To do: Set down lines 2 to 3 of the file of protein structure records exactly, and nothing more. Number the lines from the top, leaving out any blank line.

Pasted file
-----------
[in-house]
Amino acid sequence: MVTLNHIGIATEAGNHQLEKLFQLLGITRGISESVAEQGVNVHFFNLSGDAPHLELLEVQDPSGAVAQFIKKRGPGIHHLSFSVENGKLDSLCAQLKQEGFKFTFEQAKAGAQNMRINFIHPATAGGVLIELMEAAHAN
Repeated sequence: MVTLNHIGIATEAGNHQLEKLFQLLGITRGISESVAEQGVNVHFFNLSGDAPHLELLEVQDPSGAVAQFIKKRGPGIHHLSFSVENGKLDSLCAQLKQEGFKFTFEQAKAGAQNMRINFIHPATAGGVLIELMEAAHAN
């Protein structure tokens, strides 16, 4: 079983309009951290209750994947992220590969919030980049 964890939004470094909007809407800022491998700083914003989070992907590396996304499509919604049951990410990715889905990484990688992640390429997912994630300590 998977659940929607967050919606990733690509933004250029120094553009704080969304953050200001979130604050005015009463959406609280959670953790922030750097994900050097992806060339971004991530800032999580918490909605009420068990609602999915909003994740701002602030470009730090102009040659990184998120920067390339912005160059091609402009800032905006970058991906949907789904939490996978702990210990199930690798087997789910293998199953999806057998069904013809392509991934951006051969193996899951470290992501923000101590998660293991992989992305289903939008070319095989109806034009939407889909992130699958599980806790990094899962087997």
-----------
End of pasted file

Amino acid sequence: MVTLNHIGIATEAGNHQLEKLFQLLGITRGISESVAEQGVNVHFFNLSGDAPHLELLEVQDPSGAVAQFIKKRGPGIHHLSFSVENGKLDSLCAQLKQEGFKFTFEQAKAGAQNMRINFIHPATAGGVLIELMEAAHAN
Repeated sequence: MVTLNHIGIATEAGNHQLEKLFQLLGITRGISESVAEQGVNVHFFNLSGDAPHLELLEVQDPSGAVAQFIKKRGPGIHHLSFSVENGKLDSLCAQLKQEGFKFTFEQAKAGAQNMRINFIHPATAGGVLIELMEAAHAN